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Appendixes

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A Previous NRC Recommendations on Transitioning Research to Operations TABLE A.1 Previous National Research Council Recommendations Category Recommendation Reporta Research to operations “NASA and NOAA should implement a replacement to the Operational Satellite Improvement Program (OSIP) having the following characteristics • A planned path for the transition of instruments from research to operations • A commitment to algorithm development commensurate with hardware development • Calibration and validation of derived geophysical parameters • Close linkage to the development, testing, and integration facility at NOAA’s EMC.” (p. 8) From Research to Operations in Weather Satellites and Numerical Weather Prediction: Crossing the Valley of Death (NRC, 2000a)   “NOAA should form a team at the start of sensor development, consisting of NOAA and non-NOAA scientists, as well as those representing the end user of forecast information to, (1) plan the full scope of the data research utilization effort as part of sensor design with a budget to support the activity, and (2) assist NCEP in developing the archiving requirements for the EMC user communities.” (p. 8)     “NOAA should adopt the philosophy in which new sensor development would incorporate plans for the inclusion of funds for the transition of the data into operational products at the appropriate stage of the development process.” (p. 10)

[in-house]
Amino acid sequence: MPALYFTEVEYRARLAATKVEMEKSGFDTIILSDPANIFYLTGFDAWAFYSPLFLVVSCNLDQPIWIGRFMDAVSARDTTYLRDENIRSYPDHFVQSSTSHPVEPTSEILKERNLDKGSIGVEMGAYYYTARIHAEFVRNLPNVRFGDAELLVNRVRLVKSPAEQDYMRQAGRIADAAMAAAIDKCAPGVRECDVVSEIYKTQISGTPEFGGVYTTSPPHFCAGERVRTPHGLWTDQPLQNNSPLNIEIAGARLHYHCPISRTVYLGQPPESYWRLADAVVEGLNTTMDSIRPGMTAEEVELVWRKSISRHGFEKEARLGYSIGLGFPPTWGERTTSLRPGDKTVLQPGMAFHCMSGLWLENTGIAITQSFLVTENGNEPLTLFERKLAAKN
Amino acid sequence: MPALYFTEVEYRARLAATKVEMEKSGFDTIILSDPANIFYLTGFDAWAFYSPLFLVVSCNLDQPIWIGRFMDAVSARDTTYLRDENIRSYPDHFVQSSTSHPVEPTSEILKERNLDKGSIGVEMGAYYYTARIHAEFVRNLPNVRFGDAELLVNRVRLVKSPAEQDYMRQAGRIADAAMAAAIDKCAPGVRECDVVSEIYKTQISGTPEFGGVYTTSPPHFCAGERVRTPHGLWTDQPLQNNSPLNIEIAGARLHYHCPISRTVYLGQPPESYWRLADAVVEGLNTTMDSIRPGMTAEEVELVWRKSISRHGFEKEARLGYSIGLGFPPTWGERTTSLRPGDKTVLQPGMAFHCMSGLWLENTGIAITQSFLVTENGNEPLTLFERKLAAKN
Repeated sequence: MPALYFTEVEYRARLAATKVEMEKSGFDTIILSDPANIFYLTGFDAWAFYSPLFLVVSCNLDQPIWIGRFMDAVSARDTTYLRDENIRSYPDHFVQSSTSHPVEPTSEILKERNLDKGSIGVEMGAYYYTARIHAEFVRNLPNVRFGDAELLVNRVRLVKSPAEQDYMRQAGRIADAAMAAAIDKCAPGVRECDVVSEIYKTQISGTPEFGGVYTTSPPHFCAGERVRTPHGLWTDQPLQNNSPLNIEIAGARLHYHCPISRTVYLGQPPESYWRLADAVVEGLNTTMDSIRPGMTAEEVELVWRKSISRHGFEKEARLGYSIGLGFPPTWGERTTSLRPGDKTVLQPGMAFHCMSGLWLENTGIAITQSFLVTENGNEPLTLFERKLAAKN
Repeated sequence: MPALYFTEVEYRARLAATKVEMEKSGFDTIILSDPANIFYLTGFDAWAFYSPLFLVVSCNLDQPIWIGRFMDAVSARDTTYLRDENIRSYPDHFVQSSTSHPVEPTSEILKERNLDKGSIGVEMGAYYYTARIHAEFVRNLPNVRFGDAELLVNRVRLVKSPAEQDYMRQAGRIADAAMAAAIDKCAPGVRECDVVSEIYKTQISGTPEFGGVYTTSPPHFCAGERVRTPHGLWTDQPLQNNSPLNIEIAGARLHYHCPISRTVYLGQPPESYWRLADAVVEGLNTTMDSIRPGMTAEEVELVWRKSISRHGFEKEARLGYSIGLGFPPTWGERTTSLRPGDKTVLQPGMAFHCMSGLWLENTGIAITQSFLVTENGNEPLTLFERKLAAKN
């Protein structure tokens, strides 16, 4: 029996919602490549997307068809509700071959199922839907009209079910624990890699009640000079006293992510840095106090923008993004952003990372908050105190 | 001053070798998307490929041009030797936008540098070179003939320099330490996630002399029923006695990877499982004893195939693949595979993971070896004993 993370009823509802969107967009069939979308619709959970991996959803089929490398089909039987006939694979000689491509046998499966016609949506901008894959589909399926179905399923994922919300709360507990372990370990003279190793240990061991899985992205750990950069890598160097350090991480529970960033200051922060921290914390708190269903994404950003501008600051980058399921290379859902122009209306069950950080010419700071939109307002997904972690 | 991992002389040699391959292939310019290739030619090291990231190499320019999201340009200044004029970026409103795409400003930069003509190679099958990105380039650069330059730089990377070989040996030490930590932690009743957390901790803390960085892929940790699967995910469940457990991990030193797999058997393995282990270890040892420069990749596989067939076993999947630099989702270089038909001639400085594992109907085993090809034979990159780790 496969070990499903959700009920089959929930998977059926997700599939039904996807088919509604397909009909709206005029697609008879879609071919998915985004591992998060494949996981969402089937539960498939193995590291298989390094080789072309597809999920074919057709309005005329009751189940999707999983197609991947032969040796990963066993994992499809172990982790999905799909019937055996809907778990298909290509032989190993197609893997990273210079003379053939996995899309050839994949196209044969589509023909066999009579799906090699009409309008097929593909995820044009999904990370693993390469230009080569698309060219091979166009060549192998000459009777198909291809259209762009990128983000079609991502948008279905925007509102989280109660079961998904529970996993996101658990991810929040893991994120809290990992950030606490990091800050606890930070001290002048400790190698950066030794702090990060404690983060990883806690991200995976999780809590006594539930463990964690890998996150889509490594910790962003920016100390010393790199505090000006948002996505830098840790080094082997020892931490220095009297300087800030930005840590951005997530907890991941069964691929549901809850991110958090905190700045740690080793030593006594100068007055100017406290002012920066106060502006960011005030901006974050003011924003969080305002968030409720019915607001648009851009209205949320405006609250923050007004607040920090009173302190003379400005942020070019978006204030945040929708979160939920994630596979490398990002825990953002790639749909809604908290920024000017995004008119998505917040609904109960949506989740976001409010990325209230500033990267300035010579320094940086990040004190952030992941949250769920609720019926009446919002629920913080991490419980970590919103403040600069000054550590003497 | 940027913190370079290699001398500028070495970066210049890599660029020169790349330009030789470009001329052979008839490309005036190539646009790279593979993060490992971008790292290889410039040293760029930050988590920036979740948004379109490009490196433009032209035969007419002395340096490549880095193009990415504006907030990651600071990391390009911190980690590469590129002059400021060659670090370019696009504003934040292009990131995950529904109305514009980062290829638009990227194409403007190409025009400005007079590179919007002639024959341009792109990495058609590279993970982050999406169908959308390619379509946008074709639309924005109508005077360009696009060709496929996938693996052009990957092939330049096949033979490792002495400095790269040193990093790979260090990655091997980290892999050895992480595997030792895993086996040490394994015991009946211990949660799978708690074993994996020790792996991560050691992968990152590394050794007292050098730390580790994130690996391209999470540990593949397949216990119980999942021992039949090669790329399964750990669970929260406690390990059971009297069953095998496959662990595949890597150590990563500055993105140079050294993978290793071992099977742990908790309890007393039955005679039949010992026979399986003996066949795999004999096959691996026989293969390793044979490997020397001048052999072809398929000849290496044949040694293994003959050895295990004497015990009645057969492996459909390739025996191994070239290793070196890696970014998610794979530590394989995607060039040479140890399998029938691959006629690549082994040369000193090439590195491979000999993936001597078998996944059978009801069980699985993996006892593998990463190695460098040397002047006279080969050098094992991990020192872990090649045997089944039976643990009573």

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Category Recommendation Reporta Research to operations (cont’d) “NOAA [should] study the balance of its efforts in weather and climate with the goal of establishing an organization that efficiently balances the task of performing research and transferring this research into operations.” (p. 10) NRC, 2000a (cont’d)   “Climate research and monitoring capabilities should be balanced with the requirements for operational weather observation and forecasting within an overall U.S. strategy for future satellite observing systems. . . . • The Executive Branch should establish a panel within the federal government that will assess the U.S. remote sensing programs and their ability to meet the science and policy needs for climate research and monitoring and the requirements for operational weather observation and forecasting. —The panel should be convened under the auspices of the National Science and Technology Council and draw upon input from agency representatives, climate researchers, and operational users. —The panel should convene a series of open workshops with broad participation by the remote sensing and climate research communities, and by operational users, to begin the development of a national climate observing strategy that would leverage existing satellite-based and ground-based components.” (p. 5) Issues in the Integration of Research and Operational Satellite Systems for Climate Research: I. Science and Design (NRC, 2000c)   “The NASA Earth Science Enterprise [ESE] should continue to play an active role in the acquisition and analysis of systematic measurements for climate research as well as in the provision of new technology for NPOESS. . . . • [ESE] should develop specific technology programs aimed at the development of sustainable instrumentation for NPOESS. • [ESE] should ensure that systematic measurements that are integrated into operational systems continue to meet science requirements. • [ESE] should continue satellite missions for many measurements that are critical for climate research and monitoring.” (p. 6)     “Joint research and operational opportunities such as the NPOESS Preparatory Project [NPP] should become a permanent part of the U.S. Earth observing remote sensing strategy. . . . • The [NPP] concept should be made a permanent part of the U.S. climate observing strategy as a joint NASA-IPO activity. • Some space should be reserved on the NPOESS platforms for research sensors and technology demonstrations as well as to provide adequate data downlink and ground segment capability. • NPP and NPOESS resources should be developed and allocated with the full participation of the Earth science community.” (p. 6)